I don't watch a lot of television — except when I'm in a hotel room, as I am spending my first week or two in San Diego.
After my third day of work — after emailing a few friends to tell them that, yes, life in S.D. is great — I turned on the television and there it was: the Rockefeller Center Christmas celebration. Rod Stewart did a respectable job singing “Let it Snow” (but please not in SoCal). Then Scotty McCreery sang “A Holly Jolly Christmas.” Sorry, but no one but Burl Ives should be singing that song, just as only Bing Crosby should sing “White Christmas” and only Judy Garland should sing “Have Yourself a Merry Little Christmas.” But, then, it occurs to me that it’s wrong to put limits even on our ideals.
So this thought/question (logically?) crosses my mind: Are we as a society too attuned to what we hold dear to our hearts that we overlook or fail to appreciate/embrace something that strays away from that which we know (or think we know)?
Consider Senior Editor Phyllis Van Doren’s “Hot Finds & Cool Stuff” in the Front Door section of SDH/GL. Each month, Phyllis brings us innovative ideas and objects that eschew the notion that tried and true is the best approach in the environments we create for ourselves. For example, she featured Joe Manus’ Mood Rocking Bed (shown above) in the August 2012 issue. I could sure use something like this to lull me back to sleep when the person staying above me in the hotel decides to go for a heavy-footed walkabout at 4 a.m.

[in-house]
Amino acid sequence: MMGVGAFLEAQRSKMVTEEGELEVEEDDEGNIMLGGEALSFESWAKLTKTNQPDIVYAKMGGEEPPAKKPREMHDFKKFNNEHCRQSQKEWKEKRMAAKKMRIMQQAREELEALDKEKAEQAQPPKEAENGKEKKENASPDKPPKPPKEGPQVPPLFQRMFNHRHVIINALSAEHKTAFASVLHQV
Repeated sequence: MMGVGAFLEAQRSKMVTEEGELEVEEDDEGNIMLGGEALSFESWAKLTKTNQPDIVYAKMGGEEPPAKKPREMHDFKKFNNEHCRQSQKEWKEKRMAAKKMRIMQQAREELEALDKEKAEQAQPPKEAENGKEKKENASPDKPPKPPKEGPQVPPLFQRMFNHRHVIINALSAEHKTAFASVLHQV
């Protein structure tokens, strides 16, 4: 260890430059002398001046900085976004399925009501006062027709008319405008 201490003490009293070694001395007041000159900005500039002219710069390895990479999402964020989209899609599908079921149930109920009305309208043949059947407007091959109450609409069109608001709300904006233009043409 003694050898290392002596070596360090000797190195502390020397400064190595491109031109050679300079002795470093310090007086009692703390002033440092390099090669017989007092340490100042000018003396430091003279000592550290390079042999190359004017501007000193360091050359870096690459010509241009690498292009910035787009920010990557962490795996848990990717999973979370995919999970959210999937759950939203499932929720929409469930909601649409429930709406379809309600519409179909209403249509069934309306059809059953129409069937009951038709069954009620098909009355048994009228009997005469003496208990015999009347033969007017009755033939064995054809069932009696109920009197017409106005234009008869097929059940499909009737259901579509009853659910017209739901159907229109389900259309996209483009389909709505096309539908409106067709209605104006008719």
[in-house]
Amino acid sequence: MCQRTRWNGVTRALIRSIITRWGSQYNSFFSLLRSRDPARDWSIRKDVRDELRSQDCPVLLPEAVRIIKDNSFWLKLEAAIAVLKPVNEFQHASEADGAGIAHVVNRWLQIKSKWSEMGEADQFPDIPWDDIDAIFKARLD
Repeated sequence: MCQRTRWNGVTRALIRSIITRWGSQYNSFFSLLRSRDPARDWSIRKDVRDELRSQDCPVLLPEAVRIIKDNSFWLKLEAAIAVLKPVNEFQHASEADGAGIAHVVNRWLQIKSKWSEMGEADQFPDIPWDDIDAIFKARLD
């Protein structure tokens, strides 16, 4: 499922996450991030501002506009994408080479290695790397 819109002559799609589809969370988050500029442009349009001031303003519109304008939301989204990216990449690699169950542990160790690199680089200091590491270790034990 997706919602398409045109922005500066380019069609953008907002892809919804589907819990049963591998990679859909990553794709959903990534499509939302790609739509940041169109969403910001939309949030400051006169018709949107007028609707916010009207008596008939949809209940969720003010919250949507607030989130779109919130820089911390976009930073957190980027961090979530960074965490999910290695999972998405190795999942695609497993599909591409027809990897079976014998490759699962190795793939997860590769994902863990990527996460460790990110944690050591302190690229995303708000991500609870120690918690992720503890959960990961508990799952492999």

As noted in my previous blog entry, I attended the ASID Design Excellence Awards on Saturday. At the reception, I spoke with several designers about odd angles, an octagonal-shaped room and other challenges they face that call upon their creativity, as well as their expertise.
Can we live our lives relying on what we’ve known? Sure it’s safe. But it’s removed from adventure, energy and enlightenment. There’s room to celebrate what those before us have done and to move forward.
But, please, don’t touch my Burl Ives.